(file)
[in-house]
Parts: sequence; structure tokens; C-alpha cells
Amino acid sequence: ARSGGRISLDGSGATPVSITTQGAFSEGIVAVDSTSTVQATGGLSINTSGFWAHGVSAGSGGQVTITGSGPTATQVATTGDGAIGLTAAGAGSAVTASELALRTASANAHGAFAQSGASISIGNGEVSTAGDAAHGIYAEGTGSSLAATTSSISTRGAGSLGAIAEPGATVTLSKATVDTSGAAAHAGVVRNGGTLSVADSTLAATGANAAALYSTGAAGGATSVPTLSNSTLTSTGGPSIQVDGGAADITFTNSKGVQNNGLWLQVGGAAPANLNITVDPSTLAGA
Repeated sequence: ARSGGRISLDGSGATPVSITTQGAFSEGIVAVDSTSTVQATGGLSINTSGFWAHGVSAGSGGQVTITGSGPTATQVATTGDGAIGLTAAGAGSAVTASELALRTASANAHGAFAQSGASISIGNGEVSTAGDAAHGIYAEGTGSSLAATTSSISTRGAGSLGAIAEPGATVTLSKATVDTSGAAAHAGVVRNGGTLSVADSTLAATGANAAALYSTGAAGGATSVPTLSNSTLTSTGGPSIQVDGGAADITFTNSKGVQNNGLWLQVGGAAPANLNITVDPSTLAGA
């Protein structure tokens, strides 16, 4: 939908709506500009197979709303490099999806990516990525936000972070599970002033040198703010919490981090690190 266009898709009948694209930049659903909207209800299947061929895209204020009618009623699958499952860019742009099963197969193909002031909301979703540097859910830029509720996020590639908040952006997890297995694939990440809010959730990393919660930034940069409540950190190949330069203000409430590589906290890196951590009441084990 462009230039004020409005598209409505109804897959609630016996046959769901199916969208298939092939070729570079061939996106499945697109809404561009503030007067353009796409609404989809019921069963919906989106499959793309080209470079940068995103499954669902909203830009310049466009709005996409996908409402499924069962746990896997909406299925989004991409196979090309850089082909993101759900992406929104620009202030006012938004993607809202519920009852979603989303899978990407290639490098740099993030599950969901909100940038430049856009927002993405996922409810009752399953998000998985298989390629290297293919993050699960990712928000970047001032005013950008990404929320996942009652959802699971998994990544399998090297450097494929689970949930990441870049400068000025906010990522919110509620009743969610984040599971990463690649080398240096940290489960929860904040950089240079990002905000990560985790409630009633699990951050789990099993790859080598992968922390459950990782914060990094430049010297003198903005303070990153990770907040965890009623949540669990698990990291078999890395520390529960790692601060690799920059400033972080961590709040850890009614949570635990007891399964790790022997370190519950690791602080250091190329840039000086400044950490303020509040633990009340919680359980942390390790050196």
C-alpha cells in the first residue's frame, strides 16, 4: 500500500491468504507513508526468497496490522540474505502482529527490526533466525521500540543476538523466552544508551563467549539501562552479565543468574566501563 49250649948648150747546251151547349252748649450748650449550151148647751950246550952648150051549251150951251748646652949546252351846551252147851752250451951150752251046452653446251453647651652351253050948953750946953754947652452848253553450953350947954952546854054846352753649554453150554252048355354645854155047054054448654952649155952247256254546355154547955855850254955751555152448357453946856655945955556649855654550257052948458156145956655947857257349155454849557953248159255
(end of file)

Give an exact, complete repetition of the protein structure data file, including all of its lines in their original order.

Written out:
[in-house]
Parts: sequence; structure tokens; C-alpha cells
Amino acid sequence: ARSGGRISLDGSGATPVSITTQGAFSEGIVAVDSTSTVQATGGLSINTSGFWAHGVSAGSGGQVTITGSGPTATQVATTGDGAIGLTAAGAGSAVTASELALRTASANAHGAFAQSGASISIGNGEVSTAGDAAHGIYAEGTGSSLAATTSSISTRGAGSLGAIAEPGATVTLSKATVDTSGAAAHAGVVRNGGTLSVADSTLAATGANAAALYSTGAAGGATSVPTLSNSTLTSTGGPSIQVDGGAADITFTNSKGVQNNGLWLQVGGAAPANLNITVDPSTLAGA
Repeated sequence: ARSGGRISLDGSGATPVSITTQGAFSEGIVAVDSTSTVQATGGLSINTSGFWAHGVSAGSGGQVTITGSGPTATQVATTGDGAIGLTAAGAGSAVTASELALRTASANAHGAFAQSGASISIGNGEVSTAGDAAHGIYAEGTGSSLAATTSSISTRGAGSLGAIAEPGATVTLSKATVDTSGAAAHAGVVRNGGTLSVADSTLAATGANAAALYSTGAAGGATSVPTLSNSTLTSTGGPSIQVDGGAADITFTNSKGVQNNGLWLQVGGAAPANLNITVDPSTLAGA
């Protein structure tokens, strides 16, 4: 939908709506500009197979709303490099999806990516990525936000972070599970002033040198703010919490981090690190 266009898709009948694209930049659903909207209800299947061929895209204020009618009623699958499952860019742009099963197969193909002031909301979703540097859910830029509720996020590639908040952006997890297995694939990440809010959730990393919660930034940069409540950190190949330069203000409430590589906290890196951590009441084990 462009230039004020409005598209409505109804897959609630016996046959769901199916969208298939092939070729570079061939996106499945697109809404561009503030007067353009796409609404989809019921069963919906989106499959793309080209470079940068995103499954669902909203830009310049466009709005996409996908409402499924069962746990896997909406299925989004991409196979090309850089082909993101759900992406929104620009202030006012938004993607809202519920009852979603989303899978990407290639490098740099993030599950969901909100940038430049856009927002993405996922409810009752399953998000998985298989390629290297293919993050699960990712928000970047001032005013950008990404929320996942009652959802699971998994990544399998090297450097494929689970949930990441870049400068000025906010990522919110509620009743969610984040599971990463690649080398240096940290489960929860904040950089240079990002905000990560985790409630009633699990951050789990099993790859080598992968922390459950990782914060990094430049010297003198903005303070990153990770907040965890009623949540669990698990990291078999890395520390529960790692601060690799920059400033972080961590709040850890009614949570635990007891399964790790022997370190519950690791602080250091190329840039000086400044950490303020509040633990009340919680359980942390390790050196």
C-alpha cells in the first residue's frame, strides 16, 4: 500500500491468504507513508526468497496490522540474505502482529527490526533466525521500540543476538523466552544508551563467549539501562552479565543468574566501563 49250649948648150747546251151547349252748649450748650449550151148647751950246550952648150051549251150951251748646652949546252351846551252147851752250451951150752251046452653446251453647651652351253050948953750946953754947652452848253553450953350947954952546854054846352753649554453150554252048355354645854155047054054448654952649155952247256254546355154547955855850254955751555152448357453946856655945955556649855654550257052948458156145956655947857257349155454849557953248159255